The Holocaust: The Cause And Effects Of The Holocaust

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A Holocaust is a disaster that results in the large-scale destruction of life. Although this name has been used to describe many catastrophes over centuries, today it has a more specific meaning. The Holocaust refers to the annihilation of 6 million Jews, men, women, and children, in addition to other groups of people by Hitler and the Nazi party during World War II. Such a destruction of a particular group or race is called genocide. (Resnick 9) The Holocaust was very different from all other genocides in history. This was not a result of government issues, a power struggle between two groups, a holy crusade, or an attempt to defeat an enemy to win. Instead, the Jews were murdered simply because they were Jews. The Nazi group believed that the Jews were inferior to most other peoples and sought to literally wipe them from the face of the Earth. Many people saw this as wrong and unjust, but there was still other people like, Adolf Hitler and the Nazi leaders who still looked at the Jews as somehow less human. When the Nazis came into power in the 1930’s, they began to round up the Jews, and send them to concentration camps. The number of Jews that they gathered up was imaginable. The Jews were forced to do hard labor in the camps. Others soon died or were later to “death camps”, as they were called. After the terrible causes of World War I, Germany was stuck in the ruins. They were still trying to rebuild and recover from the war. The Treaty of Versailles, along with the Great Depression severely affected Germany. The unemployment lines increased, and food was scarce. Money was a huge hassle too, the factories were all closed and the savings were completely wiped out. Due to all these economic is what made Hitler’s rise to p... ... middle of paper ... ...lation by Nazis and Hitler. The Jews were persecuted by Hitler and the Nazis before world war two. The Nazis believed that the Jews were an inferior race and did not want them "contaminating Aryan blood". When Germany invaded Poland, World War two began. During the war the Germans created the Warsaw ghetto. Jews were crammed into this and other ghettos. In ghettos there were too many people, and not enough food, space, or sanitation. The Germans also built concentration camps. In these camps people were worked to death or just gassed and killed. Many Jews resisted the Nazis. Some fought the Nazi’s; others refused to go to camps and ran away. Some Jews worked to preserve their traditions alive. Over 6 million Jews died in the Holocaust. After the war survivors were put in Displaced Person camps. The Holocaust will go down as one of the most brutal genocides ever.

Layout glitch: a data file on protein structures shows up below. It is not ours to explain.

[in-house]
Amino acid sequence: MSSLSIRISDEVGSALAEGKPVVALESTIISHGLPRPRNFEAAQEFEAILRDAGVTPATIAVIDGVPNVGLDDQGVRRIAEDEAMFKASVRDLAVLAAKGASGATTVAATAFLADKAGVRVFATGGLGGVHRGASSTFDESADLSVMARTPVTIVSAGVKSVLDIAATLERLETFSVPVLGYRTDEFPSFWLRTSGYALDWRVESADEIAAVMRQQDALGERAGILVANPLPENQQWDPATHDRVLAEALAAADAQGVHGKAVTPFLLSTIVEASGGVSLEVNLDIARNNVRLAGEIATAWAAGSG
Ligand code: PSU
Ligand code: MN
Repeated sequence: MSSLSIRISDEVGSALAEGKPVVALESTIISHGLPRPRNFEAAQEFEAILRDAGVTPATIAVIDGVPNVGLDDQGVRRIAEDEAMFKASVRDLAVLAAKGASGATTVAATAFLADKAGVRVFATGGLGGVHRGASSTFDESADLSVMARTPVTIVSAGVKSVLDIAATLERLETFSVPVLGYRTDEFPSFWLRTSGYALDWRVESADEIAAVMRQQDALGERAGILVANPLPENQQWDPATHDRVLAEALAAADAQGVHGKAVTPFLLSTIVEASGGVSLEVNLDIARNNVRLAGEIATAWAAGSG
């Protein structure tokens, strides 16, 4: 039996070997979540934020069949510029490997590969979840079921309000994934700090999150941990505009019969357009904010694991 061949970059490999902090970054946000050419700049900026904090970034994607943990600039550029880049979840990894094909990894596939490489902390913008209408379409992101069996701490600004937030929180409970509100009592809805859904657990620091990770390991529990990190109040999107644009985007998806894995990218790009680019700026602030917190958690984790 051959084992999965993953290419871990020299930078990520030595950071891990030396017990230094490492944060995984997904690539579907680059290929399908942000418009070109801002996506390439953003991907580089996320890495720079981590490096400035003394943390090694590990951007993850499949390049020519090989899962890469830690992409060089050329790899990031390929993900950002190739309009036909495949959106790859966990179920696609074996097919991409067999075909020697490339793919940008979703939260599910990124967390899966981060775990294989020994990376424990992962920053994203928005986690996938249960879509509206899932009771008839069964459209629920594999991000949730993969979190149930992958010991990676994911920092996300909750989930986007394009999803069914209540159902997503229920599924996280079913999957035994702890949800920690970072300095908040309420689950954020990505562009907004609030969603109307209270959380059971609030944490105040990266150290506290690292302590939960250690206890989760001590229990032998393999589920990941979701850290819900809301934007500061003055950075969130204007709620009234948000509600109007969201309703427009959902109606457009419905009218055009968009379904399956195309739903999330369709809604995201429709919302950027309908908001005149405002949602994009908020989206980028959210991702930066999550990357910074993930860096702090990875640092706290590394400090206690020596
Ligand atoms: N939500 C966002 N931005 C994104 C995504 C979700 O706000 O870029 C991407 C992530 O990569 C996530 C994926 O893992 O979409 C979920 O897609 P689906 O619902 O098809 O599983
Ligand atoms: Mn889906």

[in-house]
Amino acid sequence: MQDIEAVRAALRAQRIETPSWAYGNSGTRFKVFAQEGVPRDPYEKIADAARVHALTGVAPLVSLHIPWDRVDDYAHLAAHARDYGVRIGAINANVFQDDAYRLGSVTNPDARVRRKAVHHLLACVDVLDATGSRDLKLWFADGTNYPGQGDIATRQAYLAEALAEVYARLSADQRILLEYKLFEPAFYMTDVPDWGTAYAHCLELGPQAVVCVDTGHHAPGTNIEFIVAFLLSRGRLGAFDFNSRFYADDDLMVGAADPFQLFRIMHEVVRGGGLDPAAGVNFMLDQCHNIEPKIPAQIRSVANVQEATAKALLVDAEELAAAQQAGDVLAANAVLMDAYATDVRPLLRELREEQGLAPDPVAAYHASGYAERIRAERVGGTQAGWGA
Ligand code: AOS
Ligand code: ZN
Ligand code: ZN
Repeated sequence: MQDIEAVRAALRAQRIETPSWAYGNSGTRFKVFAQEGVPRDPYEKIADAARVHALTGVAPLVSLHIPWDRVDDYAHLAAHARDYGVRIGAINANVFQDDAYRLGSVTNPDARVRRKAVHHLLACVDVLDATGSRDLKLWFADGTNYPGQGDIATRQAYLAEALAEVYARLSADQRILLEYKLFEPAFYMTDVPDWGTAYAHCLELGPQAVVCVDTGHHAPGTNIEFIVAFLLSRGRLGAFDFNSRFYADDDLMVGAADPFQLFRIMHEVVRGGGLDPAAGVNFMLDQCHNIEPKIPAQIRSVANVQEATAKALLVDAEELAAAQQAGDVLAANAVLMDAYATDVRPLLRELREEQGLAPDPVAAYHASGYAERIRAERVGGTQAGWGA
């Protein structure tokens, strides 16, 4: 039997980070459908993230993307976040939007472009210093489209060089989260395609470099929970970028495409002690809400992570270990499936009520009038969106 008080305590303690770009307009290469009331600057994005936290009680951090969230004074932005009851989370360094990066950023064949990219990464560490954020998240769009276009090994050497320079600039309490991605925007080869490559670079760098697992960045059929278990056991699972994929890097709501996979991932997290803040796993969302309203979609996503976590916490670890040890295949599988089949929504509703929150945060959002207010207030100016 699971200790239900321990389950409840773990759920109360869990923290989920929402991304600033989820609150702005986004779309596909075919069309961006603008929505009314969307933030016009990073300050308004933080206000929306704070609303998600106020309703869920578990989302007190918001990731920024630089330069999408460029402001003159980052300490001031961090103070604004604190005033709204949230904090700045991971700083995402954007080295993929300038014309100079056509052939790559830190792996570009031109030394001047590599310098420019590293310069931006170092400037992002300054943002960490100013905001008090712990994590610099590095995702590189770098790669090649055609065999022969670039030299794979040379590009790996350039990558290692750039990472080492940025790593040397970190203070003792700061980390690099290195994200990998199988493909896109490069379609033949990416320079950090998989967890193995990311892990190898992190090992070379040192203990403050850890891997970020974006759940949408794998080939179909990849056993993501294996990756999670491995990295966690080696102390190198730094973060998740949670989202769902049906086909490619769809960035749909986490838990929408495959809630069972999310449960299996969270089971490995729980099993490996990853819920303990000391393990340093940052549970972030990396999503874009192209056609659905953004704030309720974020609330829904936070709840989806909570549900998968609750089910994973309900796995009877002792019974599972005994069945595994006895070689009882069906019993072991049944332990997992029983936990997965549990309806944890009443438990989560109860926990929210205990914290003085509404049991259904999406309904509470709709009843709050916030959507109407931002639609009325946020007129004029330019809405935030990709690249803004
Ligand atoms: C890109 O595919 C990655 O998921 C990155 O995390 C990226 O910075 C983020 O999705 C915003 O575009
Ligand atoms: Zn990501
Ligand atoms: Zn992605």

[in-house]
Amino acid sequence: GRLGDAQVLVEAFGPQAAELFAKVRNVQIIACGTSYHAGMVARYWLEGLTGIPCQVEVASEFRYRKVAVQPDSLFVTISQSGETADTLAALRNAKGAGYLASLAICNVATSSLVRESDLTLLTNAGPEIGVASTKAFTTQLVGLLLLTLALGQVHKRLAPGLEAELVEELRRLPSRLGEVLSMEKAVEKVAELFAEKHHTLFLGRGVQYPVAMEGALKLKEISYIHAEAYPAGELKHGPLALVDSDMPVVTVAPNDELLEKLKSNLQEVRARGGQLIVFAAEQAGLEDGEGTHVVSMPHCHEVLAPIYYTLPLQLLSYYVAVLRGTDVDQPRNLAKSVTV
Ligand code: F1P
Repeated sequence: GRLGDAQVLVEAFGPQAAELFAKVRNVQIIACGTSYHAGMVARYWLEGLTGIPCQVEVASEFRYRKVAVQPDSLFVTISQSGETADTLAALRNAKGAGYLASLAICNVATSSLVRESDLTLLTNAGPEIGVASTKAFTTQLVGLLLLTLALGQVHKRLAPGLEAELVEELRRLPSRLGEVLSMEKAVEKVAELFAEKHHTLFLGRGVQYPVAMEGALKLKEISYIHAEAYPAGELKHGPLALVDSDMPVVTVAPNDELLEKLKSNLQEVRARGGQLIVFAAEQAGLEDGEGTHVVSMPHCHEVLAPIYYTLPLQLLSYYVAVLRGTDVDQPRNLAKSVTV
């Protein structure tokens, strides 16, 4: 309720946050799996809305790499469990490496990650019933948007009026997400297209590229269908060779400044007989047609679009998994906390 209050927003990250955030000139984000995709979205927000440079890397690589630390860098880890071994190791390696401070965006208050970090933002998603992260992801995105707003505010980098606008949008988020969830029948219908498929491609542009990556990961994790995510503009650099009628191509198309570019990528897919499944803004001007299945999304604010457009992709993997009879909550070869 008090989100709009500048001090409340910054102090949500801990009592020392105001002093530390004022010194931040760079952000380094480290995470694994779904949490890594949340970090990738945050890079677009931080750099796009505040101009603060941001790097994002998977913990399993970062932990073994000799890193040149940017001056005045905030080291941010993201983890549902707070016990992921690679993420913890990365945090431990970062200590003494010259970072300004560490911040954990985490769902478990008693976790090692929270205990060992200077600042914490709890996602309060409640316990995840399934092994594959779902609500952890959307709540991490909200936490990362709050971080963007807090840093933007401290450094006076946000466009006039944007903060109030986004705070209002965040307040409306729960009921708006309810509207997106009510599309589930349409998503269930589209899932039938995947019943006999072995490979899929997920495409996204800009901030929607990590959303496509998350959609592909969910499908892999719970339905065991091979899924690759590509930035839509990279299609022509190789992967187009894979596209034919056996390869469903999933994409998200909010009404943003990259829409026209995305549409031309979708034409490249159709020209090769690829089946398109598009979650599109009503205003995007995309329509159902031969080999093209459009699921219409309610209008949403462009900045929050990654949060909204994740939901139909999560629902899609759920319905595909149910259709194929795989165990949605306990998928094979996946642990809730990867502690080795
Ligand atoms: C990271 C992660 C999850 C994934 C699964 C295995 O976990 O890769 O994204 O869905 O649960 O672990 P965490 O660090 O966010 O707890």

In this essay, the author

  • Analyzes how hitler's anti-semitism intertwined with his belief that the jews were responsible for the catastrophe that was going on in the country.
  • Explains that hitler remained in the army when the war ended. he would attend political meetings to gather information about groups and relay it to army officers who were also planning to seize power.
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